Jazz, film, and improvised culture.
Midnight’s Children: Rushdie’s Novel Finally Comes to Big Screens
any garden variety financial advisor will happily pitch you a BRIC fund. However, the Indian economy was not always a
magnet for foreign capital. In fact, the
years following independence were decidedly rocky. Salman Rushdie’s 1981 Booker Prize winner served
as both an indictment of the corruption and human rights abuses India had
endured and a challenge to the nation to do better. Despite the best efforts of Iran, Rushdie’s
novel finally comes to the big screen, adapted and narrated by the author
himself. A significant cinematic event, Deepa Mehta’s Midnight’s Children (trailer here) opens this
Friday in New York.
with any self-respecting epic, Midnight begins
not with its protagonist, but with his grandparents’ generation. Saleem Sinai would
certainly seem to have Dr. Aadam Aziz’s nose, but he does not have his
grandfather’s blood. A Muslim proponent
of a unified India, Dr. Aziz harbors a fellow moderate political leader from
separatist extremists. Unfortunately, Aziz’s allies wind up on the losing side
of history, resulting in a family schism.
Saleem starts life as the son of Aziz’s daughter and an ambitious businessman,
but he was actually the child of a destitute street performer, impulsively
switched at birth by his nurse and future nanny, Mary Peirera.
and Shiva, the boy whose life he unknowingly usurped, were born at the stroke
of midnight on Independence Day, August 15, 1947. All “Midnight’s Children” have special
powers, but Sinai serves as the glue holding them together, hosting telepathic
conferences with the help of his uncanny nose.
Sinai quickly forms a bond with Parvati-the-Witch, a young girl with
real magical powers. Shiva however, is openly resentful of Sinai’s privileged
life and the sheepishness of his fellow Midnight Children. Over the succeeding decades, their fates will
become intertwined as they participate as bit players in the India-Pakistan
Wars, the creation of Bangladesh, and Indira Gandhi’s oppressive State of Emergency.
Iranian government did not want you to see this film. It is not even about Iran, but anything by
the author of The Satanic Verses is
apparently enough to send the mad mullahs into apoplexy. Fortunately, after a
92 hour shut down precipitated by the Iranian ambassador’s protests, the Sri
Lankan President decided to act civilized and allow production to
continue. The film resulting from the
necessarily rushed shoot is quite a powerful work.
very premise of the psychically linked Midnight’s Children personifying the
newly independent India has deep resonance.
When Sinai acknowledges the failure of this special generation (and
India by extension), it is a heavy moment.
As Rushdie’s surrogate, Sinai cuts through the propaganda, calling out India’s
government and society for failing to live up to its professed democratic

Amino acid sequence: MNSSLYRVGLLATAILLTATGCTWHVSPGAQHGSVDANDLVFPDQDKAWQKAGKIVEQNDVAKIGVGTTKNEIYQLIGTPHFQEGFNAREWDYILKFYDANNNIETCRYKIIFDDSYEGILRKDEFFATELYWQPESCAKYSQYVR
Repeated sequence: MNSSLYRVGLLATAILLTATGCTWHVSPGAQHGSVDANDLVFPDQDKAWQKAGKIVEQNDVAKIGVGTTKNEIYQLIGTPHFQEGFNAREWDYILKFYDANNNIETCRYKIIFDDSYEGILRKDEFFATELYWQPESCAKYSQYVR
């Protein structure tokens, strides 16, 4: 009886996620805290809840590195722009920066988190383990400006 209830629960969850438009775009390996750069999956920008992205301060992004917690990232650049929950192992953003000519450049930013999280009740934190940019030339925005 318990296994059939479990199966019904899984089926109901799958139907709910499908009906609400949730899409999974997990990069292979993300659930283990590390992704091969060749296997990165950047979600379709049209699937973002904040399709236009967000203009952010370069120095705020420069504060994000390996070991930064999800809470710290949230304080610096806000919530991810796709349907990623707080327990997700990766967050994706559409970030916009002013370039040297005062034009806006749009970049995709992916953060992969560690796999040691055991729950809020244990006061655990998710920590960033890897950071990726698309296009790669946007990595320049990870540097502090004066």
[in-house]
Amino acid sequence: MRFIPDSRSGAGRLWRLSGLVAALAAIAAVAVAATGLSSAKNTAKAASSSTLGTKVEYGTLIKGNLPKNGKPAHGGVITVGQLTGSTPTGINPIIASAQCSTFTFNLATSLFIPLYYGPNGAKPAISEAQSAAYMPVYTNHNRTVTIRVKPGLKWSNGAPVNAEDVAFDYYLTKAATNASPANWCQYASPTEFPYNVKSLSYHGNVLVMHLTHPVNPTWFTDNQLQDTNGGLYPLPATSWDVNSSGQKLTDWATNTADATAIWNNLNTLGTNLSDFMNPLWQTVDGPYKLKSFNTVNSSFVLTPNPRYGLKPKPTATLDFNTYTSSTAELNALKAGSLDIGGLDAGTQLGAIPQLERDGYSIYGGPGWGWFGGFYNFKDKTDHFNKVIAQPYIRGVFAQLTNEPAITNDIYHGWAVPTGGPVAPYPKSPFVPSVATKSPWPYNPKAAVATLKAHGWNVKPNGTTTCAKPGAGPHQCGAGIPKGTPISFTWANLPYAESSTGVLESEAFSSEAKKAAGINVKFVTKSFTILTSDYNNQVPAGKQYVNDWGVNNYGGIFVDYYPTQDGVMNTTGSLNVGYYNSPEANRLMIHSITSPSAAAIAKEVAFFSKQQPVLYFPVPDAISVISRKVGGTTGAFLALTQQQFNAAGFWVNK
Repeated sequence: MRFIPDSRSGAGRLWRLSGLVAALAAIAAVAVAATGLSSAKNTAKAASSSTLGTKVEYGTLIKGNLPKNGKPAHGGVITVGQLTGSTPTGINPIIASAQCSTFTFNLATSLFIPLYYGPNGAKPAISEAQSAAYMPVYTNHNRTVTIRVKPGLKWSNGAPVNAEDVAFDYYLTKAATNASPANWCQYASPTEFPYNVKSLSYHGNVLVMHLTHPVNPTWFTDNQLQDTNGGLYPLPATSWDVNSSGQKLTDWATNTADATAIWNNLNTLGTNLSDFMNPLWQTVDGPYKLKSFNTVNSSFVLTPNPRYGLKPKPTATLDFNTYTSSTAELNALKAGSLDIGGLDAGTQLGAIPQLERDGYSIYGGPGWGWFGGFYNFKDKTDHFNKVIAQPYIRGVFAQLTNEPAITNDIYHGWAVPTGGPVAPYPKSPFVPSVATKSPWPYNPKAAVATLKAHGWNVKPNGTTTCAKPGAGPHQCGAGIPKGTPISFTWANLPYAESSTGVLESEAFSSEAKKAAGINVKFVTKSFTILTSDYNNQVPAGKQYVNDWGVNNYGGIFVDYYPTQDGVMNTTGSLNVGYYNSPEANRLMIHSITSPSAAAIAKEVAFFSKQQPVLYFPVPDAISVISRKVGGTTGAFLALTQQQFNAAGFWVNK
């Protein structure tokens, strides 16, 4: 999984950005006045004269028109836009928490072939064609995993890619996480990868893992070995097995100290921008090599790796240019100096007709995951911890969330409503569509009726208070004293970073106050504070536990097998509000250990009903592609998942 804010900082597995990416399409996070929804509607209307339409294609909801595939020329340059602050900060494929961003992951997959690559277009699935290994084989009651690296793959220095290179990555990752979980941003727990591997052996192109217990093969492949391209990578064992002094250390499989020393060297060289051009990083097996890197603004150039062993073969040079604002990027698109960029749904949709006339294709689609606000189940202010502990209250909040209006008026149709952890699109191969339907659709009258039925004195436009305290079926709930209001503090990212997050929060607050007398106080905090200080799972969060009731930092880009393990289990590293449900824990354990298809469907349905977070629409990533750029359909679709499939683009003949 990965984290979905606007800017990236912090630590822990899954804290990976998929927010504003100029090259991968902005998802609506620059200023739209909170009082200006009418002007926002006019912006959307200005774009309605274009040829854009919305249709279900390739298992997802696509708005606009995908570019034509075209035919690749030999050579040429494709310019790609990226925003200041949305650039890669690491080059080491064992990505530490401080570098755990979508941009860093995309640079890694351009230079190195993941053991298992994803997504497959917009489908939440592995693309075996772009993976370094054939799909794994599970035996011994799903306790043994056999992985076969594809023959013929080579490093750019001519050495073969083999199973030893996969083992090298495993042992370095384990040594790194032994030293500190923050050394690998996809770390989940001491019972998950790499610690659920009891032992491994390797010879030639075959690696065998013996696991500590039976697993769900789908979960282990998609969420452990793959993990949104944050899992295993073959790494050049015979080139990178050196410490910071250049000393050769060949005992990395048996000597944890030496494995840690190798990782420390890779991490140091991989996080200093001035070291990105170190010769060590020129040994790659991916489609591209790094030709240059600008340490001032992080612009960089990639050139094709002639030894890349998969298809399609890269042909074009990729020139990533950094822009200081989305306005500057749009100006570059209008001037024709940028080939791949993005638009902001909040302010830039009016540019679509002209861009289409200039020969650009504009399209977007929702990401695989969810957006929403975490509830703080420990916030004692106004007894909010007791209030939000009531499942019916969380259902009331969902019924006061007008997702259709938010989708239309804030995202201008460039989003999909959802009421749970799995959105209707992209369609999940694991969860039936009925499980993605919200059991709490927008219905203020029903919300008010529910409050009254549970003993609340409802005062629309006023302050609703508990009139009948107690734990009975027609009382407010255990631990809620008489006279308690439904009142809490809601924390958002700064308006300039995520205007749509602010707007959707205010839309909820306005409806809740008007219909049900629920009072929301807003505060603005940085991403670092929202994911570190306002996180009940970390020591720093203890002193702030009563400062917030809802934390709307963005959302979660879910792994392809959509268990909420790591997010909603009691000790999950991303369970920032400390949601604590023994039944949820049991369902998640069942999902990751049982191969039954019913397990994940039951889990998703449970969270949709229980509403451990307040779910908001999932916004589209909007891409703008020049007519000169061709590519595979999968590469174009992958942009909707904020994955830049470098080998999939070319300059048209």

ideals. Yet, the film is also inspiring,
explicitly placing its hopes on the next generation to make due on the promise
of the children of 1947. From the vantage point of 2013, one could argue that
they have indeed.
Midnight’s Children, it is clear
Rushdie is not ready to forgive and forget the excesses of Indira Gandhi’s
State of Emergency. He is also highly
critical of religious fundamentalism, clearly implying it is no accident of
fate the relatively secular India routed the militantly Islamic Pakistan. Indeed, the scenes in Islamabad are nearly as
unsettling as those in Gandhi’s interrogation cells.
Bhabha has some effective moments as the adult Sinai, but it is almost too much
the allegorical everyman role for an actor to truly inhabit in a flesh and
blood way. In contrast, Siddharth
(billed simply by his first name) is a genuinely malevolent presence as Shiva
(named after the Hindu deity of destruction).
Likewise, Shriya Saran is wonderfully earthy and mysterious as
Parvati-the-Witch. Jewel in the Crown veteran
Charles Dance even lends his regal bearing as William Methwold, the
dispossessed former owner of Sinai’s early family villa. Yet, it is the author’s
warm, evocative voice that truly sets the tenor of the film.
For obvious reasons, Midnight’s Children will be a difficult film for many critics and
commentators to get their heads around.
Yet, the magical realist trappings illuminate rather than obscure the country’s
awkward Twentieth Century history.
Frankly, the Raj does not always look so bad, compared to some of what follows. While the one hundred forty-six minute
running feels just a tad long, Mehta wrangles decades of subtly fantastical
material into a logical and accessible narrative. Highly recommended, Midnight’s Children opens this Friday (4/26) in New York at the
Angelika Film Center downtown and the Beekman uptown.
Labels: Deepa Mehta, Salman Rushdie